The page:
·                  the availability of markets for sales or distribution by our major customers;

 

·                  the lengthy and unpredictable sales cycles associated with sales of textbooks to the elementary and high school market;

 

·                  the migration of educators and students towards electronic delivery of content;

 

·                  our customers’ willingness and success in shifting orders from the peak textbook season to the off-peak season to even out our manufacturing load over the year;

 

·                  fluctuations in the currency market may make manufacturing in the United States more or less attractive and make equipment more or less expensive for us to purchase;

 

·                  issues that might arise from the integration of acquired businesses, including their inability to achieve expected results; and

 

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·                  tightness in credit markets affecting the availability of capital for ourselves, our vendors, and/or our customers.

 

As a result of these and other factors, period-to-period comparisons of our operating results are not necessarily meaningful or indicative of future performance. In addition, the factors noted above may make it difficult for us to forecast and provide in a timely manner public guidance (including updates to prior guidance) related to our projected financial performance. Furthermore, it is possible that in future quarters our operating results could fall below the expectations of securities analysts or investors. If this occurs, the trading price of our common stock could decline.

 

Our financial results could be negatively impacted by impairments of goodwill or other intangible assets, or other long-lived assets.

 

We perform an annual assessment for impairment of goodwill and other intangible assets, as well as other long-lived assets, at the end of our fiscal year or whenever events or changes in circumstances occur that would more likely than not reduce the fair value of a reporting unit below its carrying value, including a downturn in the market value of the Company’s stock.  A downward revision in the fair value of one of our acquired businesses could result in impairments of goodwill and non-cash charges.  Any impairment charge could have a significant negative effect on our reported results of operations.  For example, the Company concluded it was necessary to record impairment charges of $4.8 million for FastPencil’s goodwill in fiscal 2014 as well as an impairment charge of $1.2 million for FastPencil’s other intangible assets.  The impact of these impairment charges was offset in part by the reduction of $4.1 million in the related contingent consideration liability during fiscal 2014.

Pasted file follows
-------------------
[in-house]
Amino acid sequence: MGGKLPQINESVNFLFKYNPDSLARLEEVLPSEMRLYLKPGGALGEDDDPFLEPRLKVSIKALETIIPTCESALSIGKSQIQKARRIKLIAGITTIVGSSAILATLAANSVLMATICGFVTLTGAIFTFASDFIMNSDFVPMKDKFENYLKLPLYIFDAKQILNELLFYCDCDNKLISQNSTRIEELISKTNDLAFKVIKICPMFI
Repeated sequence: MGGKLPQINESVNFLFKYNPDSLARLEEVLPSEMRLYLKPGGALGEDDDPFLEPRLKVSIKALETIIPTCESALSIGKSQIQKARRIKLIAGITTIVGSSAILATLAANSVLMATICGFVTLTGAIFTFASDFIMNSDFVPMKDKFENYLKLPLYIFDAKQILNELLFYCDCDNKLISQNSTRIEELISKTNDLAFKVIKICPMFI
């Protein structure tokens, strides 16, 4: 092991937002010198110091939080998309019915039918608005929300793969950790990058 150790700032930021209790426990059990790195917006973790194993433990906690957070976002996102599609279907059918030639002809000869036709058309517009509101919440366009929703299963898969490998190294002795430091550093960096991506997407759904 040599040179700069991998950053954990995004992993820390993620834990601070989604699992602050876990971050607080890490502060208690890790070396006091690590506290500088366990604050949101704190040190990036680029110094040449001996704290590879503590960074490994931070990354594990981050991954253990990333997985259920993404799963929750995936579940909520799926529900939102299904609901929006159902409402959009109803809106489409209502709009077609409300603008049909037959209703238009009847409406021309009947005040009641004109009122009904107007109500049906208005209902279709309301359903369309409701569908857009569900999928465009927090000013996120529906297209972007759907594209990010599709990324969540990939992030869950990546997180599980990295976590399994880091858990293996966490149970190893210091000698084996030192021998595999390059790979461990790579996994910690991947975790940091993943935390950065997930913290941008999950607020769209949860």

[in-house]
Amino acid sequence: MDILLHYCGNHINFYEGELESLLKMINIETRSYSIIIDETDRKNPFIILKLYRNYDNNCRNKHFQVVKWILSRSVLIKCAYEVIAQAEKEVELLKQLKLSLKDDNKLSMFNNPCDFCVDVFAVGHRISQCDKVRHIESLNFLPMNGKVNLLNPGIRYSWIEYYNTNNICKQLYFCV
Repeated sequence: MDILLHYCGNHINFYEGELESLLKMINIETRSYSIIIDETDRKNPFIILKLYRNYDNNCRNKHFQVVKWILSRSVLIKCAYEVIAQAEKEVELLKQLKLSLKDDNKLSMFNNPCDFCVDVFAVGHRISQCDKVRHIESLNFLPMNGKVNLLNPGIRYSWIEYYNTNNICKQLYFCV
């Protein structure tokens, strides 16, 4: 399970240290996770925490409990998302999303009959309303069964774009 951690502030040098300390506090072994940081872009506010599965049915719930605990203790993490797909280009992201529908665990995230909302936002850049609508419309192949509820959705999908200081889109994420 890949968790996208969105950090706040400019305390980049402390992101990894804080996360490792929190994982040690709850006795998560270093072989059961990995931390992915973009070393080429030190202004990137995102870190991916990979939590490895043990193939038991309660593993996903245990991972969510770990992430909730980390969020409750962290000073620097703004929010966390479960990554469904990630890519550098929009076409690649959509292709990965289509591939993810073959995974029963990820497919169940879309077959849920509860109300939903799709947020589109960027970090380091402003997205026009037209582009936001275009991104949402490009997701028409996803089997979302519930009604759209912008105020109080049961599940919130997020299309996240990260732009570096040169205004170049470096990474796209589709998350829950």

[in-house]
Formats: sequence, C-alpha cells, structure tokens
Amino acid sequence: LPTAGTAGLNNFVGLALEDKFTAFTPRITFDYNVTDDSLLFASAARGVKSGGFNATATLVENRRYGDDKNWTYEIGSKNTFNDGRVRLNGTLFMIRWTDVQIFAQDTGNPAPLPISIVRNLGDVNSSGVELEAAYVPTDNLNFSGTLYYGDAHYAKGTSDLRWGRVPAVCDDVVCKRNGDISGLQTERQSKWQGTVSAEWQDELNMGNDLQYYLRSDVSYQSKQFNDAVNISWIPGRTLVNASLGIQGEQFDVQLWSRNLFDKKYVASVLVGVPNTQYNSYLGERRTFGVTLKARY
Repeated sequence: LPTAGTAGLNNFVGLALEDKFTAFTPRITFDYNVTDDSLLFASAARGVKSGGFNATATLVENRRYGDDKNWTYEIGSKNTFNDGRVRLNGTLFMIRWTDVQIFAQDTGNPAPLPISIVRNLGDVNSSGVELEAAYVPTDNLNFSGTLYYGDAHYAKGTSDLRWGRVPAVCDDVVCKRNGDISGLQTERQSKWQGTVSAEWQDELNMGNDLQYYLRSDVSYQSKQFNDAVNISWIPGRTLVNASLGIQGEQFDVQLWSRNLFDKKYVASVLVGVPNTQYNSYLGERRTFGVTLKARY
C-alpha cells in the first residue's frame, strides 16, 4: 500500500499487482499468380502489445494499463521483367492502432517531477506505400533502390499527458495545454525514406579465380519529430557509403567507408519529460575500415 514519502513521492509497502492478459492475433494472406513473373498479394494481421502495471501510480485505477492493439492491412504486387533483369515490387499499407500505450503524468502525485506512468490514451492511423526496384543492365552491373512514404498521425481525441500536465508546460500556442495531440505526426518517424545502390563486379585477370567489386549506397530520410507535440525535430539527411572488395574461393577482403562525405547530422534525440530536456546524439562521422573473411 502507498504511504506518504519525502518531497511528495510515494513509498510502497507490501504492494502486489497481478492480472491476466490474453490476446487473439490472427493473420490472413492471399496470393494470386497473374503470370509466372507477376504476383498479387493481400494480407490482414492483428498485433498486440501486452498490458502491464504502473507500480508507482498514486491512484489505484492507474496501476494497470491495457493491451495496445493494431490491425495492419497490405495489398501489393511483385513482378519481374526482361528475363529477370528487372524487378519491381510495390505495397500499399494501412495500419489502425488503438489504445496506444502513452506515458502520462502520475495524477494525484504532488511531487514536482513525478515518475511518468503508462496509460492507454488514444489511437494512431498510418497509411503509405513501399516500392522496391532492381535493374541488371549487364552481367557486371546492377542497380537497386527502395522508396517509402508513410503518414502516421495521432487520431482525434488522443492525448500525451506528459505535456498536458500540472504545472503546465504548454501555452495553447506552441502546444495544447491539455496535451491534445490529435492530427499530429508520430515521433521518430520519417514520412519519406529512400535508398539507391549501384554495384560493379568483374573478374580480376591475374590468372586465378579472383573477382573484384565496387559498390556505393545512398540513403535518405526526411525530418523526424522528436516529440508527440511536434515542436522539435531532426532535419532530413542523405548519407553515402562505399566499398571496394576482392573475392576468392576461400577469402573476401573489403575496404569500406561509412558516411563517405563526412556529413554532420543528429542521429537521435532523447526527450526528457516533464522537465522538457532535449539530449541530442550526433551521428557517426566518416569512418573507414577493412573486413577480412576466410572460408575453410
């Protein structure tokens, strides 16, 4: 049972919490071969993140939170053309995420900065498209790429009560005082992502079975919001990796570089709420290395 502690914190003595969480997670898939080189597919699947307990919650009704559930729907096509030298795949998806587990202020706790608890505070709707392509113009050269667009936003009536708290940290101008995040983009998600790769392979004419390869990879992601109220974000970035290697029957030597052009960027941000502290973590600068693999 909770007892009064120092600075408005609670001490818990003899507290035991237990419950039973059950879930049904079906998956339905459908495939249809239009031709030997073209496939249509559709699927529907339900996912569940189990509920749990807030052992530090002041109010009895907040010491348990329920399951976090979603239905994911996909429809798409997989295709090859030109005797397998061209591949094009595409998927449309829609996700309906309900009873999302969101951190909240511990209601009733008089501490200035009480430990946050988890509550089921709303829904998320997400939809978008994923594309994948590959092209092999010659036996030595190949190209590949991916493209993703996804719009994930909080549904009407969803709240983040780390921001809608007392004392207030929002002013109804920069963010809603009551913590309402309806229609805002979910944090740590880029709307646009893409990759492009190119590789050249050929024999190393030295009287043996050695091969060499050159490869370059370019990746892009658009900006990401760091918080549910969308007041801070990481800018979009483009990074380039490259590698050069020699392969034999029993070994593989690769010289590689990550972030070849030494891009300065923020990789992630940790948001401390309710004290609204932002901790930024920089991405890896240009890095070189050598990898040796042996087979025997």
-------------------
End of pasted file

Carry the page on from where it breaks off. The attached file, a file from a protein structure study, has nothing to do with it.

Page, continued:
Fluctuations in the cost and availability of paper and other raw materials may cause disruption and impact margins.

 

Purchases of paper and other raw materials represent a large portion of our costs.  In our book manufacturing segment, paper is normally supplied by our customers at their expense or price increases are passed through to our customers.  In our publishing segment, cost increases have generally been passed on to customers through higher prices or we have substituted a less expensive grade of paper.  However, if we are unable to continue to pass on these increases or substitute a less expensive grade of paper, our margins and profits could be adversely affected.

 

Availability of paper is important to both our book manufacturing and publishing segments.  Although we generally have not experienced difficulty in obtaining adequate supplies of paper, recent reductions in capacity may impact paper production and unexpected changes in the paper markets could result in a shortage of supply.  If this were to occur in the future, it could cause disruption to the business or increase paper costs, adversely impacting either or both net sales or profits.

 

Fluctuations in the costs and availability of paper and other raw materials could adversely affect operating costs or customer demand and thereby negatively impact our operating results, financial condition or cash flows.

 

In addition, fluctuations in the markets for paper and other raw materials may adversely affect the market for our waste byproducts, including recycled paper, and used plates, and therefore adversely affect our income from such sales.

 

Energy costs and availability may negatively impact our financial results.

 

Energy costs are incurred directly to run production equipment and facilities and indirectly through expenses such as freight and raw materials such as ink.  In a competitive market environment, increases to these direct and indirect energy related costs might not be able to be passed through to customers through price increases or mitigated through other means.  In such instances, increased energy costs could adversely impact operating costs or customer demand.  In addition, interruption in the availability of energy could disrupt operations, adversely impacting operating results.